Updated: Apr 21
Over the years, I’ve been asked how and why project management became my life’s work.
Like so many career paths, it was not intentional. I learned to fall in love with the work I do.
Falling in love doesn’t happen immediately.
It is something that occurs over time as you learn more about the other person, their idiosyncrasies, their strengths, and their weaknesses.
The same is true with your career.
Once you fall in love and decide to commit, it’s time to get engaged.
Similar to the 3C's of an engagement ring, I have identified 3C’s of project management that have guided my career. These 3C's facilitated my commitment to a career in project management.
The first C is Clarity.
The Oxford Dictionary defines clarity as “the quality of being coherent or intelligible” or “the quality of transparency or purity.” Without these characteristics in a project, it is difficult to achieve success.
Clear in my mission – When directing a project, it is essential that I’m clear in my mission with all parties involved. Project objectives must be clearly defined and expectations outlined from the beginning of the project. Without a clear mission or vision for the project, it is easy for it to become derailed, resulting in missed deadlines and inconsistent results. Clarity in my mission ensures efficiency in achieving deliverables and meeting goals from the outset.
Clear in my communications – Without clear communications, my message is mud. There’s no easier way to say it. Lack of clear communication is one of the top reasons people fall out of love. To keep the flame going, I have to keep communication lines open among all parties involved in the project. I work with my team from the beginning to decide on the best communication methods to push the project forward. The more complex the project I’m working on, the more intentional I am in communicating consistently and often. It is always better to over-communicate rather than the opposite. You want your team to remain clear on your mission and vision as we just discussed. Clear communications in project management drive results.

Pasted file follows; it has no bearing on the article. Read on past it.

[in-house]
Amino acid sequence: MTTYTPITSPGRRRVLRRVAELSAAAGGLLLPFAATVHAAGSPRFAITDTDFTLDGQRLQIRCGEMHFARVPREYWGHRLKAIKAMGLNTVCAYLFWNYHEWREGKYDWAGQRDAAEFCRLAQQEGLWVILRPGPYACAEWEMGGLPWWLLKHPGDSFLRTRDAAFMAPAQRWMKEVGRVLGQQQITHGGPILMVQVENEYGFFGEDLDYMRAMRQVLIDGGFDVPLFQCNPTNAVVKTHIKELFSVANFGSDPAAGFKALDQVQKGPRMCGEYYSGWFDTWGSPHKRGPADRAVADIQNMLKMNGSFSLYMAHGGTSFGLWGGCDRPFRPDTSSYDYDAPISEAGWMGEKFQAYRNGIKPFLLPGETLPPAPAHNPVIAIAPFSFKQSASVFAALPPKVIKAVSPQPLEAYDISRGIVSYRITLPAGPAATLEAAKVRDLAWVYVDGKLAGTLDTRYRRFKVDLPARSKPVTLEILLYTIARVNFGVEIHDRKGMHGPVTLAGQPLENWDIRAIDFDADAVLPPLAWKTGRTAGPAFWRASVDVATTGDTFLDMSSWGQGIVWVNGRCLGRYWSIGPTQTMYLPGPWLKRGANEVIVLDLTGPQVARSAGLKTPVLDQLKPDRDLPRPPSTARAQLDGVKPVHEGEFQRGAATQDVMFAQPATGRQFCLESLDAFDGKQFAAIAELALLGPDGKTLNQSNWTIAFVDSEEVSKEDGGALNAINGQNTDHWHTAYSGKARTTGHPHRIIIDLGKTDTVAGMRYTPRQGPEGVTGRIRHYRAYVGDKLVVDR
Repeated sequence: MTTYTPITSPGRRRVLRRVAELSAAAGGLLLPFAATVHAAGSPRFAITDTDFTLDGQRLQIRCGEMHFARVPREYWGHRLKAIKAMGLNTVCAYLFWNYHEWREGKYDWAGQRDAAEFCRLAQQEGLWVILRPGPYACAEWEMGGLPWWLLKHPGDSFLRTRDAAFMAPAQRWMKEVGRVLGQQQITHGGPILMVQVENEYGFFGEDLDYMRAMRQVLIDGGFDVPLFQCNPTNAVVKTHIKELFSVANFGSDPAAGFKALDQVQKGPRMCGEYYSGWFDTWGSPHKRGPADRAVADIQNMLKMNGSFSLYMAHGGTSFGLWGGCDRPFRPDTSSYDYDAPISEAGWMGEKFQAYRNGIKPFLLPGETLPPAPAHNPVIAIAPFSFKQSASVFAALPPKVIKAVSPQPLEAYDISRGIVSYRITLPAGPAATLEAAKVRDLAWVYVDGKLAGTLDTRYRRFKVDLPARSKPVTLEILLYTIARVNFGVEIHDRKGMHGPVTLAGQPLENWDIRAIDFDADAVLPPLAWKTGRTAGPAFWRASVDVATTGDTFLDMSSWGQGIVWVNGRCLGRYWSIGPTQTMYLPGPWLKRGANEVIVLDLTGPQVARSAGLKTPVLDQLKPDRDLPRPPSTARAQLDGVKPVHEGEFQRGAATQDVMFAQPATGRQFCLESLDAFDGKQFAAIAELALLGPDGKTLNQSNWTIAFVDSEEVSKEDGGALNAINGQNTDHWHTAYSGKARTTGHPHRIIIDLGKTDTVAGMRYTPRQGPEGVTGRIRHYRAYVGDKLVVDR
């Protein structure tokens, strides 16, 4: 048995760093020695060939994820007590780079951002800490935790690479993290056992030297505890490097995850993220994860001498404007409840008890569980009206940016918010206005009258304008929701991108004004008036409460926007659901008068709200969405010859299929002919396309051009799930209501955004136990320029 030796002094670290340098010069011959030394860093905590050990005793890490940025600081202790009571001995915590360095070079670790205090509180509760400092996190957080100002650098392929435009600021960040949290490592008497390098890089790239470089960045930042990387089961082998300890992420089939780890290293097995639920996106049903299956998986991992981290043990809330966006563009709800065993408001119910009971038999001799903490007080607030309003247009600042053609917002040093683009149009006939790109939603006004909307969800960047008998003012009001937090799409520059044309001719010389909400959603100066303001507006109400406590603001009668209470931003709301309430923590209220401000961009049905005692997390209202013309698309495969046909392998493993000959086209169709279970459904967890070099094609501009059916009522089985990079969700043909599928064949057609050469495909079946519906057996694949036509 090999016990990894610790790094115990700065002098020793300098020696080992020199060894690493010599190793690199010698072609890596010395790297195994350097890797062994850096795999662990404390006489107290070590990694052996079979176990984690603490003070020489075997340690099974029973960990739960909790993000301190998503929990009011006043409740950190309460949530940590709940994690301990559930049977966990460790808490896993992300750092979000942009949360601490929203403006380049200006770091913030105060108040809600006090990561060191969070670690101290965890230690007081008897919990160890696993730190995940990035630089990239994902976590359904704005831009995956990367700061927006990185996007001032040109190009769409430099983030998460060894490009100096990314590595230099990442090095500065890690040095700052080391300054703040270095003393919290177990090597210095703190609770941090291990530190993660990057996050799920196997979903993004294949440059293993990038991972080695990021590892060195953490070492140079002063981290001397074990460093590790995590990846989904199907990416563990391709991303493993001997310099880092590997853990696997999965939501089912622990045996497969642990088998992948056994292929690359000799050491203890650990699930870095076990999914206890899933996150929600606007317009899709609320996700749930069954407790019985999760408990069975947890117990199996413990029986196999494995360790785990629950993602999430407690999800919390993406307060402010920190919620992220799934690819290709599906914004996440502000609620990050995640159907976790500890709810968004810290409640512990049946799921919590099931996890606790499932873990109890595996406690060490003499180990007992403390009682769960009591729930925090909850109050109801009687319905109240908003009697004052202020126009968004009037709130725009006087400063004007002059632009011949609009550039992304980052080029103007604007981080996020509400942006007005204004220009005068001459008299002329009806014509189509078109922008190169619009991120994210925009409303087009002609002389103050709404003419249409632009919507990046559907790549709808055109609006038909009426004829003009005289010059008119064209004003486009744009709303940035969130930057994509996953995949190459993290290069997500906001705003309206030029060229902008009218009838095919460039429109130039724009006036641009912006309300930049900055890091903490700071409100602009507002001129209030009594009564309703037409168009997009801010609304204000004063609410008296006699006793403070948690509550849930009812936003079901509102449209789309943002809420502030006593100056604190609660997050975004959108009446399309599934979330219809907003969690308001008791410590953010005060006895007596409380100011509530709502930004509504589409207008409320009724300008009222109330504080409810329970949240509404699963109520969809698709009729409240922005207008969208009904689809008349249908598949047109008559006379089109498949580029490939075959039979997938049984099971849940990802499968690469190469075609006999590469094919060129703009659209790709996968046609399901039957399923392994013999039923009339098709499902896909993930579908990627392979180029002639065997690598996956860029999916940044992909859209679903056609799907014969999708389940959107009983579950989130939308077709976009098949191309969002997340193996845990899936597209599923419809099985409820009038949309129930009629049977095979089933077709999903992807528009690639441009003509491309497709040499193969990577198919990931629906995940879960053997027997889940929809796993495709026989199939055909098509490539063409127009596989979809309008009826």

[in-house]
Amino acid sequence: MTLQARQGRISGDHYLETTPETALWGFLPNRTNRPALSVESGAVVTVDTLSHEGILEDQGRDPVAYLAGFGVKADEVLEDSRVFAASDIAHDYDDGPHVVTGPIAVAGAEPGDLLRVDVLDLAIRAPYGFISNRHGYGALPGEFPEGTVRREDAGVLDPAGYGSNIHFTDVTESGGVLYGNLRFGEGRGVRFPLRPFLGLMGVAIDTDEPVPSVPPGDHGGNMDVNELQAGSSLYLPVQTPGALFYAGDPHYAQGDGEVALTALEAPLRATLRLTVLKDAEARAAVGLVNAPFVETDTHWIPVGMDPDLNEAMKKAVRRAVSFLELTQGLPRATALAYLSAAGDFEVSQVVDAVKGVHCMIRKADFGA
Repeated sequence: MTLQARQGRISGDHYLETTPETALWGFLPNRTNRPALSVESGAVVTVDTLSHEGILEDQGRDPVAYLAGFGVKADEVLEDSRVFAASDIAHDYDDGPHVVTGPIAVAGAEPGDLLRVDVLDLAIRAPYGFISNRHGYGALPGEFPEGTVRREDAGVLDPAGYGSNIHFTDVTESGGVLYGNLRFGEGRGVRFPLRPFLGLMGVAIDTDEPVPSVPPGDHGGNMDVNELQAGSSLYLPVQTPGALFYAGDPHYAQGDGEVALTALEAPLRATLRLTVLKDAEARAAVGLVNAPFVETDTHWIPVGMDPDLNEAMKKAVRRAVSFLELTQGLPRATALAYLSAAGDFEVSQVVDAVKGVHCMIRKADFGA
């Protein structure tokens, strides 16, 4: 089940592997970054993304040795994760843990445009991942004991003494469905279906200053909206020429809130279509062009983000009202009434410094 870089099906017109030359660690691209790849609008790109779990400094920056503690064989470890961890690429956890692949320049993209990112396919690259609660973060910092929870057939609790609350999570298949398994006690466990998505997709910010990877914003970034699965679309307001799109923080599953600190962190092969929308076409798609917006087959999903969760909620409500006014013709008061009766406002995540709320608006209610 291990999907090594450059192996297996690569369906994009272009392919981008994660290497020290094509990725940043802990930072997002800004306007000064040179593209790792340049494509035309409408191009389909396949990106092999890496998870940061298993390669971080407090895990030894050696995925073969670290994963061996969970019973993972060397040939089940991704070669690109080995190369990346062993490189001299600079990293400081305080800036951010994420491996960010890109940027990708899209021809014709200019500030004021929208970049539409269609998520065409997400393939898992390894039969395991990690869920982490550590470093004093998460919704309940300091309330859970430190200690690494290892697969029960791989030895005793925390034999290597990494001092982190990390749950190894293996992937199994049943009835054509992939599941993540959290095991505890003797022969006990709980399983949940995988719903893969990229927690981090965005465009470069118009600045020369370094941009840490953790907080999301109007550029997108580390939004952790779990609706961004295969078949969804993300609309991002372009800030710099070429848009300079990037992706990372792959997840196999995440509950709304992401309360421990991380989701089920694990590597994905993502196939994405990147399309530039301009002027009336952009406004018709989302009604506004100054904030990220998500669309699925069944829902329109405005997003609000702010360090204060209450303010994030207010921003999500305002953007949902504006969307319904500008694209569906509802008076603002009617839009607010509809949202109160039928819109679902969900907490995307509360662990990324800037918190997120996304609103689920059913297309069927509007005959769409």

Clear in my role in the project – I understand that every project is not created equal. The role I play in one project may not equal the role I play in another. Just because I’m the project manager does not make it apples to apples. I recognize the difference in each project’s vision and scope, and I adjust accordingly to meet the needs of my clients and stakeholders. I am always mindful of my environment so that I can play the role of driving performance in each project.
Clarity is just as important for agile projects. While changes to requirements are expected in the agile environment, there is still a need to be clear on the product vision or purpose to establish clear working agreements with the team.
Tips to achieve clarity
Here are just a few tips I’ve learned in my career that may help you gain clarity on your projects:
Communicate your mission, vision, and values verbally and in your project plan with your team. People consume information differently. Make sure you cover all bases to make sure everyone understands what you are trying to accomplish from the beginning.
Be specific. Define your deliverables and roles with your team in detail. Lack of detail leaves your message open for interpretation which blurs clarity.
Define the responsibilities of your team accordingly and communicate them clearly. Everyone on your team should know their role and their impact to achieve the overall goal. Be clear in setting your expectations for each person’s role and responsibilities.
Establish performance measurements with your team. Being clear in this expectation drives accountability and performance. Your team can gain clarity in the rewards and consequences of meeting those expectations.
In the case of agile projects, be sure the team is clear about the product vision. This can be accomplished by sharing the agile project charter and/or the product roadmap.
Stay tuned for my next article on the 3C's of project management: Confidence.
A lack of clarity could put the brakes on any journey to success. --Steve Maraboli
I want to hear from you about your experience in gaining clarity on your projects. What is your biggest challenge in communicating and executing clearly on your projects?
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